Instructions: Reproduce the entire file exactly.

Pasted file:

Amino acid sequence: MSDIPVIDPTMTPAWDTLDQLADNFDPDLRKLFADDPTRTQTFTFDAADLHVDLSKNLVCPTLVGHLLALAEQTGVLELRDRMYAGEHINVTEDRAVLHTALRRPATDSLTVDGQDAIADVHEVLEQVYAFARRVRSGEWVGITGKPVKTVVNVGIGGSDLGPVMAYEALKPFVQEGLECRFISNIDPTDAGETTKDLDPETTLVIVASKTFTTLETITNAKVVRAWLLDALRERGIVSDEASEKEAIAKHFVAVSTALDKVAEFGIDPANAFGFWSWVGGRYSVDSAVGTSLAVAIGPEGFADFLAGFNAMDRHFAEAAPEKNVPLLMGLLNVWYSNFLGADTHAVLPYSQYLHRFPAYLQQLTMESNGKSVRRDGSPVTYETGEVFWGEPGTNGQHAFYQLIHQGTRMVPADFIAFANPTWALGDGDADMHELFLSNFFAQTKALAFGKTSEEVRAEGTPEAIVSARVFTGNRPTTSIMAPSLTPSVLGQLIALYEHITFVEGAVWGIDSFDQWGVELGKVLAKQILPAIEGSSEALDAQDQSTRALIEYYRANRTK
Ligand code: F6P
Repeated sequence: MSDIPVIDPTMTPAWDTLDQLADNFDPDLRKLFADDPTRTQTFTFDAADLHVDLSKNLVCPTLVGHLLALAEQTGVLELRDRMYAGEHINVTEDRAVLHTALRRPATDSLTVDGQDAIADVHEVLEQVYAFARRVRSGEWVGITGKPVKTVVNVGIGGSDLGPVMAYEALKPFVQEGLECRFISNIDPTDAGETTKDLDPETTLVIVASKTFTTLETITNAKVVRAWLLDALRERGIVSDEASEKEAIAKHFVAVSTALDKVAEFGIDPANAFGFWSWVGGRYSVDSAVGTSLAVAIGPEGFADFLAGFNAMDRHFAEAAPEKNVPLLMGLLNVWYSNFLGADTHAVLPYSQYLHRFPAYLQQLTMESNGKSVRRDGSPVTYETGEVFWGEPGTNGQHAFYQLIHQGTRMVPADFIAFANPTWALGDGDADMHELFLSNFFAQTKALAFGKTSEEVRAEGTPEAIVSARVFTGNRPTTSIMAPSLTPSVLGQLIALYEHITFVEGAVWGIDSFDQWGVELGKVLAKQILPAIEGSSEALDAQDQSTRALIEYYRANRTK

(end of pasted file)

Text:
Amino acid sequence: MSDIPVIDPTMTPAWDTLDQLADNFDPDLRKLFADDPTRTQTFTFDAADLHVDLSKNLVCPTLVGHLLALAEQTGVLELRDRMYAGEHINVTEDRAVLHTALRRPATDSLTVDGQDAIADVHEVLEQVYAFARRVRSGEWVGITGKPVKTVVNVGIGGSDLGPVMAYEALKPFVQEGLECRFISNIDPTDAGETTKDLDPETTLVIVASKTFTTLETITNAKVVRAWLLDALRERGIVSDEASEKEAIAKHFVAVSTALDKVAEFGIDPANAFGFWSWVGGRYSVDSAVGTSLAVAIGPEGFADFLAGFNAMDRHFAEAAPEKNVPLLMGLLNVWYSNFLGADTHAVLPYSQYLHRFPAYLQQLTMESNGKSVRRDGSPVTYETGEVFWGEPGTNGQHAFYQLIHQGTRMVPADFIAFANPTWALGDGDADMHELFLSNFFAQTKALAFGKTSEEVRAEGTPEAIVSARVFTGNRPTTSIMAPSLTPSVLGQLIALYEHITFVEGAVWGIDSFDQWGVELGKVLAKQILPAIEGSSEALDAQDQSTRALIEYYRANRTK
Ligand code: F6P
Repeated sequence: MSDIPVIDPTMTPAWDTLDQLADNFDPDLRKLFADDPTRTQTFTFDAADLHVDLSKNLVCPTLVGHLLALAEQTGVLELRDRMYAGEHINVTEDRAVLHTALRRPATDSLTVDGQDAIADVHEVLEQVYAFARRVRSGEWVGITGKPVKTVVNVGIGGSDLGPVMAYEALKPFVQEGLECRFISNIDPTDAGETTKDLDPETTLVIVASKTFTTLETITNAKVVRAWLLDALRERGIVSDEASEKEAIAKHFVAVSTALDKVAEFGIDPANAFGFWSWVGGRYSVDSAVGTSLAVAIGPEGFADFLAGFNAMDRHFAEAAPEKNVPLLMGLLNVWYSNFLGADTHAVLPYSQYLHRFPAYLQQLTMESNGKSVRRDGSPVTYETGEVFWGEPGTNGQHAFYQLIHQGTRMVPADFIAFANPTWALGDGDADMHELFLSNFFAQTKALAFGKTSEEVRAEGTPEAIVSARVFTGNRPTTSIMAPSLTPSVLGQLIALYEHITFVEGAVWGIDSFDQWGVELGKVLAKQILPAIEGSSEALDAQDQSTRALIEYYRANRTK